White House Communications Director Anita Dunn made headlines last week for calling out Fox News, now she’s drawing attention for comments she made about how the Obama campaign managed to control and route around the traditional press. You can bet this video is going viral. (Embedded below).
In footage from a January conference, Dunn candidly explains the campaign’s disciplined emphasis on disintermediation:
The reality is that whether it was a David Plouffe video or an Obama speech … a huge part of our press strategy was focused on making the media cover what Obama was actually saying — as opposed to why the campaign was saying it, what the tactic was…. One of the reasons we did so many of the David Plouffe videos was not just for our supporters, but also because it was a way for us to get our message out without having to actually talk to reporters. We just put that out there and make them write what Plouffe had said — as opposed to Plouffe doing an interview with a reporter. So it was very much we controlled it, as opposed to the press controlled it. And it did not always make us popular with the press… increasingly by the General Election, very rarely did we communicate through the press anything that we didn’t absolutely control.
The political establishment — from top reporters to rival campaigns — was slow to grasp this dynamic during the actual campaign. Back in January 2008, for example, Obama broke several viewership records on YouTube, reaching voters directly, without comment from the press or countermeasures by other candidates:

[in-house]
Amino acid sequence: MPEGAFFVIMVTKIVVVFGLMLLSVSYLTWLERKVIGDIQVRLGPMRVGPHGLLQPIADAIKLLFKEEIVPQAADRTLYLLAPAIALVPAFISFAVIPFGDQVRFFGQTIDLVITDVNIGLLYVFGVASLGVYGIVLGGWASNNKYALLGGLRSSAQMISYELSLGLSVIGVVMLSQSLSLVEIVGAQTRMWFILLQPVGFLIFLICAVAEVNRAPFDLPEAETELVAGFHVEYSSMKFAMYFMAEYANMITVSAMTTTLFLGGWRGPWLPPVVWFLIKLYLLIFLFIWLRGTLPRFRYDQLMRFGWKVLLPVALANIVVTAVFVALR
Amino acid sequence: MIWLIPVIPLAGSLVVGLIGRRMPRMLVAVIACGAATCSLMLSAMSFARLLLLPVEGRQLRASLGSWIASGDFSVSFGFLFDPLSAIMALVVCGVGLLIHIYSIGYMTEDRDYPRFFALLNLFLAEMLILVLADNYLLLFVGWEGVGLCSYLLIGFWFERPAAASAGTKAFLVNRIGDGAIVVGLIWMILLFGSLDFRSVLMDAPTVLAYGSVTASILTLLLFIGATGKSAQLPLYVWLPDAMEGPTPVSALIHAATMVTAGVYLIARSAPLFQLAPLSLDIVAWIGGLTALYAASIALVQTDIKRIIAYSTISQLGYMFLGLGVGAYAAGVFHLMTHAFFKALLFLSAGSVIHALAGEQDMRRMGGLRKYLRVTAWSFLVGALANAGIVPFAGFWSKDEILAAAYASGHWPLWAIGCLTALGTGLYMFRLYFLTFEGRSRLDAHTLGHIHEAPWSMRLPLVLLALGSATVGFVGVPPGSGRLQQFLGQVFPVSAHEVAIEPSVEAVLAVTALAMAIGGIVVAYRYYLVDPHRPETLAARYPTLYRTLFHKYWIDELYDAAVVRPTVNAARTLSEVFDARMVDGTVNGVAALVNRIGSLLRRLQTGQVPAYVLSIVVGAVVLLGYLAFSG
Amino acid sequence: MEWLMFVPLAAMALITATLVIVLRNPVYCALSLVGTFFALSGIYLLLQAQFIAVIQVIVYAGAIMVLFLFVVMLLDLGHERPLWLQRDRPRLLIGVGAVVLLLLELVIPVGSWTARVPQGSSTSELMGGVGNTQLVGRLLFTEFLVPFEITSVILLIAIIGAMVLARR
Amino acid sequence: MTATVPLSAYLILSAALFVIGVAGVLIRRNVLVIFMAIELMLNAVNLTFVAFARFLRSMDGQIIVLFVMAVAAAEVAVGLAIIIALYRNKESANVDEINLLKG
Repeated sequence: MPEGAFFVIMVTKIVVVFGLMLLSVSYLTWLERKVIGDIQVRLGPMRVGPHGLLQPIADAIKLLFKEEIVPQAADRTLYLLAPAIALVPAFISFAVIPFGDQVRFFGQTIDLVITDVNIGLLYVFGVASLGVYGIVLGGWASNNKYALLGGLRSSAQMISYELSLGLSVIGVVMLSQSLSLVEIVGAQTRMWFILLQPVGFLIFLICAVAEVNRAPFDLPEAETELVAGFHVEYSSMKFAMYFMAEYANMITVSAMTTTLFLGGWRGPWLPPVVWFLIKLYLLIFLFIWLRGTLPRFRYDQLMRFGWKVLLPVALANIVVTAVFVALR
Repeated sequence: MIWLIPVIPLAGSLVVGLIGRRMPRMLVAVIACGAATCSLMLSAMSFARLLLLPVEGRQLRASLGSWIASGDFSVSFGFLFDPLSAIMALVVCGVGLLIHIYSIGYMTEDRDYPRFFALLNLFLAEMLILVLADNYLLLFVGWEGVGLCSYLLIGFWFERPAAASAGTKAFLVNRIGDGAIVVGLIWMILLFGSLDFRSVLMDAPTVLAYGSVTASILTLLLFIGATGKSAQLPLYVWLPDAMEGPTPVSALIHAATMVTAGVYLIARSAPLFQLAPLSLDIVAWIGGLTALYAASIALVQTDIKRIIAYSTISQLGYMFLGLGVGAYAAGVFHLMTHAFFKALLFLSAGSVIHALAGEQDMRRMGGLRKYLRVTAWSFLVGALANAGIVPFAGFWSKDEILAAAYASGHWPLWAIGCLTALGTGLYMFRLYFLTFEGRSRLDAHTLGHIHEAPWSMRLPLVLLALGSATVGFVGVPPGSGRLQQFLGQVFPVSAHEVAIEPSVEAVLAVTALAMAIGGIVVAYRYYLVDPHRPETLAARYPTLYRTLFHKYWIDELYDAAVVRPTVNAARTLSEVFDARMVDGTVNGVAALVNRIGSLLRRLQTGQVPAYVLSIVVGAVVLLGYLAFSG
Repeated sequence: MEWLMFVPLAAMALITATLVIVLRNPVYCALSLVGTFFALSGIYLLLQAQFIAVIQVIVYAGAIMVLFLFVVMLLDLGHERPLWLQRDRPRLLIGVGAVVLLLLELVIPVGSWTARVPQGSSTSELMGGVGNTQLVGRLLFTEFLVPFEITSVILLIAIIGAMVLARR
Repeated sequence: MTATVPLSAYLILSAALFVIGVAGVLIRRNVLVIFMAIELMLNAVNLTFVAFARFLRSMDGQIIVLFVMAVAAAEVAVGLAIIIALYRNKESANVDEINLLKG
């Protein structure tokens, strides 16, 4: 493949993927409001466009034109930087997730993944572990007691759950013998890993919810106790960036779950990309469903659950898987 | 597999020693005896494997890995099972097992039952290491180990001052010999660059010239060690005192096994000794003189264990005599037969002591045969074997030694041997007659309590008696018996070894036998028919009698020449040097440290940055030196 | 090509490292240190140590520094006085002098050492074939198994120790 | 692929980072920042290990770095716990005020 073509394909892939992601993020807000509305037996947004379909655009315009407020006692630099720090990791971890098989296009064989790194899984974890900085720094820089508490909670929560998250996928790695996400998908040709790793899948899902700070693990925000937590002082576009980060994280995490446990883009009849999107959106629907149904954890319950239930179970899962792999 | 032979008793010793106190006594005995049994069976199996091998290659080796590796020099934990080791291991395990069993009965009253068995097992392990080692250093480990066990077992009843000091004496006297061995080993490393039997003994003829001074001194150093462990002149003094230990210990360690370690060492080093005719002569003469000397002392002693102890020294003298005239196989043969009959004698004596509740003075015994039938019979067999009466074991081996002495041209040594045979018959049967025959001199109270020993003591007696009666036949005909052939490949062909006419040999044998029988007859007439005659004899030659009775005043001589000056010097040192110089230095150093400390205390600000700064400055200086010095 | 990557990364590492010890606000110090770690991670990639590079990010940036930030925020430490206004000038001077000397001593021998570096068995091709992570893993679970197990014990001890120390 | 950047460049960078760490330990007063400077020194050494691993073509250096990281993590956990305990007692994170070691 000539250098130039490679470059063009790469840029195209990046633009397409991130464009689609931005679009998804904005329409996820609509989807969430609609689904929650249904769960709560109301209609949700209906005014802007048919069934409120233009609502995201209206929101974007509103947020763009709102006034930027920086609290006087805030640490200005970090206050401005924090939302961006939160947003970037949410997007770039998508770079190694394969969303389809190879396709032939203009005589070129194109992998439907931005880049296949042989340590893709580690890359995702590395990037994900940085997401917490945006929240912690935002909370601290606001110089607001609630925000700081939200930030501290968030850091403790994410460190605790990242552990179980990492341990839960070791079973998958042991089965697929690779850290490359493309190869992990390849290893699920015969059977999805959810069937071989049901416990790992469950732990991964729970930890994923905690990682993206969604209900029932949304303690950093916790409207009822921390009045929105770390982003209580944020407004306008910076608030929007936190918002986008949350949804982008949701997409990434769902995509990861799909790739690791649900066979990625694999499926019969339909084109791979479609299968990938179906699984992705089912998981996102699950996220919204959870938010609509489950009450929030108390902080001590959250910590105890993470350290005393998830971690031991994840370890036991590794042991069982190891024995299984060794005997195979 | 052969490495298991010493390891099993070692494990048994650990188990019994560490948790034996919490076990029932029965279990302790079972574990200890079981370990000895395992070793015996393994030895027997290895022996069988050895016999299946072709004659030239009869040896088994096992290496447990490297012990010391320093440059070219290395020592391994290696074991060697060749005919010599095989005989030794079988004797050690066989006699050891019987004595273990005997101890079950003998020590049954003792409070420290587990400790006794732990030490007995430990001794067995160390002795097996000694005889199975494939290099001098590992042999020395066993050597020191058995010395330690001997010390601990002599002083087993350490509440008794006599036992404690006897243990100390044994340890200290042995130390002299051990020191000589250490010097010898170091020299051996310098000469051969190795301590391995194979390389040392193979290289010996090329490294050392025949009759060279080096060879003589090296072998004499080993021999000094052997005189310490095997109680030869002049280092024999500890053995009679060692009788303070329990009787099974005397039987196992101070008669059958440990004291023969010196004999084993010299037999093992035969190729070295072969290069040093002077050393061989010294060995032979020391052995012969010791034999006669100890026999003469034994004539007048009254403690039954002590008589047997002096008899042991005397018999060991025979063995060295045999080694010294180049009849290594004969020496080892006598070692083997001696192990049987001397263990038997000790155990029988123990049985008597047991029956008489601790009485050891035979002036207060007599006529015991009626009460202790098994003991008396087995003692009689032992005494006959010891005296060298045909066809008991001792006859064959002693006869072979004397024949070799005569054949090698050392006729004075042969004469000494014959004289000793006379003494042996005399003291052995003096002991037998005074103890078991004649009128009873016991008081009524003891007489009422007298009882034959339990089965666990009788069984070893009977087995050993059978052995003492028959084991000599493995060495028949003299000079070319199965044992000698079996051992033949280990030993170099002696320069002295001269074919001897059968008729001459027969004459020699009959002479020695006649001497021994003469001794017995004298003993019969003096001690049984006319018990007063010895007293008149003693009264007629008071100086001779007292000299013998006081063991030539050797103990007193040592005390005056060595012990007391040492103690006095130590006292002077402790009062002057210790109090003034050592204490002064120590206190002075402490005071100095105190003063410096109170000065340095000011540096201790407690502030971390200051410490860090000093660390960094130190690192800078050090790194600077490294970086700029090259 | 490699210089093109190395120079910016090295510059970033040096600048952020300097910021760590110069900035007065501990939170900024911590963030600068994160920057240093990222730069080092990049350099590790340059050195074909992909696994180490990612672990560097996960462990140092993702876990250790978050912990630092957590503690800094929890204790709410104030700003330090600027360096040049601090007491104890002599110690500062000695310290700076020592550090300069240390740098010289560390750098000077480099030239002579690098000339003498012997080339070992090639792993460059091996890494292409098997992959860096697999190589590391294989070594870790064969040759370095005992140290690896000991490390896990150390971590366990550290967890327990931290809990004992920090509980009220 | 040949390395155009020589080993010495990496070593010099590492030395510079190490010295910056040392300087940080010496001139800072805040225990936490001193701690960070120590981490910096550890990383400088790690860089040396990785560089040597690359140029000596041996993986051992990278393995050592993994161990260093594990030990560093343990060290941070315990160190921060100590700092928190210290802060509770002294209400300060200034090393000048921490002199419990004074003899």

Obama was the only presidential candidate to tape a rebuttal to President Bush’s State of the Union for YouTube…. [it] was the most watched clip in the world… The public has shown overwhelming and sustained interest in hearing from Obama directly. This is the third Obama video to shoot into YouTube’s top three in the past 10 days — past clips of naked celebrities and Scientology rants — and the first video that was shot specifically for web viewers, rather than broadcasting documentary footage of a speech…. The traditional media has been slow to grasp Obama’s YouTube surge. (There has not been a single article in a major newspaper about the new records in the last 10 days.) YouTube politics are largely covered for gaffes (Macaca) and attacks (1984 ad). But the press is starting to notice the flipside of the Obama Campaign’s communication strategy. It’s the part that affects them. As the Washington Post’s Howard Kurtz reports in a new article: